Bobbie Diesel

She's an actor, she's a writer, she's a videographer, she's a...Well, she's up for anything, it seems, so long as it's volatile and utterly unpredictable. On MancMuse, though, you can find her raving about theatre and books - just don't ask her how she finds the time for all of this, because she will always say the same thing: "There are not enough hours in the day."


Borderline: An Interview With the Supporting Cast

Following my interview with the leading cast, Emerson Baigent (playing Hal) and Callum Appleby (playing Cody), I'm excited to share my next interview, this one with the supporting cast. I spoke with Grace Bute, Holly Van-Assen and Fletcher Davies Rushton, to find out a bit more about the play as a whole, as well as the future direction of Sundial Theatre.Read More


Borderline: An Interview With the Lead Cast

The opening night for Borderline is fast approaching. The team at MancMuse have been thrilled to support Sundial Theatre in their debut project, with previous articles including a press release and an interview with the directors, conducted by Andrew Campbell. So, with the first performance looming closer, I took my own trip down to the MMU Student Union building, to have a chat with the cast before one of their final rehearsals.Read More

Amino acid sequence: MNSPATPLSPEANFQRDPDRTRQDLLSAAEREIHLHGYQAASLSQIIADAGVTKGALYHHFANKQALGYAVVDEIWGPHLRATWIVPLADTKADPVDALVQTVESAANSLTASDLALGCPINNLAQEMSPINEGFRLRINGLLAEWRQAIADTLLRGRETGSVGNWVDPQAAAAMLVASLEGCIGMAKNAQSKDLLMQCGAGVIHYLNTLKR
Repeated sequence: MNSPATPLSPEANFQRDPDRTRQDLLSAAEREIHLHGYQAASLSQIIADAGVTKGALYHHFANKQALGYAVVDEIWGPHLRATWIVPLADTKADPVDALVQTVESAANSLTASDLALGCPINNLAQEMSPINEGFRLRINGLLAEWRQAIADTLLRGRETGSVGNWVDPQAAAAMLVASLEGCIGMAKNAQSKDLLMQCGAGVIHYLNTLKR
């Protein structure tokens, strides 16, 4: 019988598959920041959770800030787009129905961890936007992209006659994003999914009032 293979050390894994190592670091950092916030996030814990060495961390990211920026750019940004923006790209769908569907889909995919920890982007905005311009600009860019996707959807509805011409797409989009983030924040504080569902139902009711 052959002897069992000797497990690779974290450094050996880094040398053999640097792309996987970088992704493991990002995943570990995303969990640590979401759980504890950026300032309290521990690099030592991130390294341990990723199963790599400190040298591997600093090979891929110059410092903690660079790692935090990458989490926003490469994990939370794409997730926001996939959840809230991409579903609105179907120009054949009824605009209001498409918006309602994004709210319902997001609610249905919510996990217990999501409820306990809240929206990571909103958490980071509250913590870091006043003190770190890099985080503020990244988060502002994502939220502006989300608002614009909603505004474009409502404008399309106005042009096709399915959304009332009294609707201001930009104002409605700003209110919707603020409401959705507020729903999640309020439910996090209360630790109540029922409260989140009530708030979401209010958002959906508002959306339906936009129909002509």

Love ‘N Stuff at Oldham Coliseum Review

It was a sweet enough story, albeit more ‘Stuff 'N Love’ than ‘Love 'N Stuff’. I could imagine it doing very well at a fringe festival, if they trimmed it down from 80 minutes to 25-30. Often, it did feel stretched thin, with content thrown in for the sake of it; and whilst I found many of the scenes entertaining enough, I was left wondering how they managed to add so much unneeded content and still leave me (and my accompanying housemate) with so many unanswered questions.Read More


Glee & Me

It’s no wonder that Stuart Slade was awarded the Bruntwood Prize for Playwriting in 2019; the text is intricate and nuanced. It could certainly be defined as a dark comedy, but don’t let the laughter lull you into a false sense of security, because the brutal moments will make you cry ten times harder. Think The Fault In Our Stars (clever girl, tragic illness), but without the pretentiousness. The writing is so gorgeous at times that it feels like Shakespeare.Read More


Heathers: The Musical Review

This is what I love about Heathers; sure, it’s a silly, coming of age story with unrealistic twists (although relevant, given the backdrop of American school shootings), but it has the potential to make some brutal, much needed comments. Again, though, I was disappointed in how this particular production lacked that.Read More